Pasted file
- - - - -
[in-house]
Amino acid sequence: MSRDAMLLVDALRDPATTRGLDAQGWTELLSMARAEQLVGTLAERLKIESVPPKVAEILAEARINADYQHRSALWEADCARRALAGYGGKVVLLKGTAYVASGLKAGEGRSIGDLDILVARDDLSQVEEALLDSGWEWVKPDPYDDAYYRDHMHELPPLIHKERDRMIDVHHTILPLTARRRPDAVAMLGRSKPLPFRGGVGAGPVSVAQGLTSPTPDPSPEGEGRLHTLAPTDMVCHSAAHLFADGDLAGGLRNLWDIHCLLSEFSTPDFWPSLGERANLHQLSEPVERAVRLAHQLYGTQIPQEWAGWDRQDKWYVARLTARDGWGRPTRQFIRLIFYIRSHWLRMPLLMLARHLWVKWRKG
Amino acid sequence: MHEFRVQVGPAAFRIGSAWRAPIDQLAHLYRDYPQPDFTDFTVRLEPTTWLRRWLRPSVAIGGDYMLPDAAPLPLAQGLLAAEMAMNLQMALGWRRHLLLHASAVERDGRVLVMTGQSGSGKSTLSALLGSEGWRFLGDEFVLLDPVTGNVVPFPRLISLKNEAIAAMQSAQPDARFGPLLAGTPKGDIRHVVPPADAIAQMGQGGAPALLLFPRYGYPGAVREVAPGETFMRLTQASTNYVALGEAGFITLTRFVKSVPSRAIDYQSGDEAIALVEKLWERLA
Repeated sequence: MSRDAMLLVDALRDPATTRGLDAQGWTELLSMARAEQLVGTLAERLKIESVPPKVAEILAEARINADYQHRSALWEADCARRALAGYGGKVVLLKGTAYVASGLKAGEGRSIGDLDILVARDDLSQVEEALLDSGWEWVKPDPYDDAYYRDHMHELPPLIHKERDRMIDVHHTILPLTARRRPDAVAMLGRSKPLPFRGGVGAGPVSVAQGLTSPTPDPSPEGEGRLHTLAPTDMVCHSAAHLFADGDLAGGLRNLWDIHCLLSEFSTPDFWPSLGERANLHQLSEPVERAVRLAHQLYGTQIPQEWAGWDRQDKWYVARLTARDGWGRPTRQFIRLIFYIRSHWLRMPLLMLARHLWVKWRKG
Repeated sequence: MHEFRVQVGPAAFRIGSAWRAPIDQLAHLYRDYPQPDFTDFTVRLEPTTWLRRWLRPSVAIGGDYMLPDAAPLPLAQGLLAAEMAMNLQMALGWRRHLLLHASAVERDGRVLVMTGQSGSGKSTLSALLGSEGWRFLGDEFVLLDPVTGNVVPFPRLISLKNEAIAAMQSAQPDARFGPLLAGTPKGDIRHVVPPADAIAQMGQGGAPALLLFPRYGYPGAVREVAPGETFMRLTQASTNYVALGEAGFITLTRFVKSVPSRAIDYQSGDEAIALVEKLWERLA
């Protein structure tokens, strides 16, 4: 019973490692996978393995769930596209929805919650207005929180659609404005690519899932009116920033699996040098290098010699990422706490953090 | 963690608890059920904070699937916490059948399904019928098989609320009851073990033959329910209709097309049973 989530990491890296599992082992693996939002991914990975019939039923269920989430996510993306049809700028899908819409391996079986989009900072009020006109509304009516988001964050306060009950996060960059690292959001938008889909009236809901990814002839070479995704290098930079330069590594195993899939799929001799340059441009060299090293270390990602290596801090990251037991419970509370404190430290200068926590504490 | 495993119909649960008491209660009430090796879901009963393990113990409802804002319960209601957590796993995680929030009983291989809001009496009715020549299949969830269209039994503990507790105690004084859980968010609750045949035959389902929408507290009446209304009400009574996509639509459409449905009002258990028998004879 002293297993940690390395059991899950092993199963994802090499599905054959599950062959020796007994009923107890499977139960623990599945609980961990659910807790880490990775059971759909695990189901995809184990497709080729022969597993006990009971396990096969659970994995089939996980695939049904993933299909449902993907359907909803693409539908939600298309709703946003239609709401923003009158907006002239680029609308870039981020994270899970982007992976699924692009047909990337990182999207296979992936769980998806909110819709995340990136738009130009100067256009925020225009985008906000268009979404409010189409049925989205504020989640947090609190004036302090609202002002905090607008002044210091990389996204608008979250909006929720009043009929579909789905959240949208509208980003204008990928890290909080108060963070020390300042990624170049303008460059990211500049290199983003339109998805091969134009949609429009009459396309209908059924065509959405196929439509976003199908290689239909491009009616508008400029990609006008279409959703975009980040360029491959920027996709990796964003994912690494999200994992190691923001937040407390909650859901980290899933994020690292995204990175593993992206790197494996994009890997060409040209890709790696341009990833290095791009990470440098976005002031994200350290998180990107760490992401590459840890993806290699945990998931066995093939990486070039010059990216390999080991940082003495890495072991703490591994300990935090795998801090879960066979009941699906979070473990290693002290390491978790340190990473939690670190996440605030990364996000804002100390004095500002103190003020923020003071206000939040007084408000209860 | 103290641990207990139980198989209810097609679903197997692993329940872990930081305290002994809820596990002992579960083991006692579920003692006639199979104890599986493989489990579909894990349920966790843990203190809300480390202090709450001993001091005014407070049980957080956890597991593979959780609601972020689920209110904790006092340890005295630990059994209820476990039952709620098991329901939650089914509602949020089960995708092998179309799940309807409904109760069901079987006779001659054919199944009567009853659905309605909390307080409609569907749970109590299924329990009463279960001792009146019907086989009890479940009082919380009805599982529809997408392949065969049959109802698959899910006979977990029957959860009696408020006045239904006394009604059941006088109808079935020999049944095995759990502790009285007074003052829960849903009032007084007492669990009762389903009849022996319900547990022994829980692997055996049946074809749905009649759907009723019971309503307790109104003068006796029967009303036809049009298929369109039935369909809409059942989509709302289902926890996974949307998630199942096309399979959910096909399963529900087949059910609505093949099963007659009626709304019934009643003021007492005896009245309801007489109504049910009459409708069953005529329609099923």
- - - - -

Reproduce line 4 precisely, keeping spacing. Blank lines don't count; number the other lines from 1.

Repeated sequence: MSRDAMLLVDALRDPATTRGLDAQGWTELLSMARAEQLVGTLAERLKIESVPPKVAEILAEARINADYQHRSALWEADCARRALAGYGGKVVLLKGTAYVASGLKAGEGRSIGDLDILVARDDLSQVEEALLDSGWEWVKPDPYDDAYYRDHMHELPPLIHKERDRMIDVHHTILPLTARRRPDAVAMLGRSKPLPFRGGVGAGPVSVAQGLTSPTPDPSPEGEGRLHTLAPTDMVCHSAAHLFADGDLAGGLRNLWDIHCLLSEFSTPDFWPSLGERANLHQLSEPVERAVRLAHQLYGTQIPQEWAGWDRQDKWYVARLTARDGWGRPTRQFIRLIFYIRSHWLRMPLLMLARHLWVKWRKG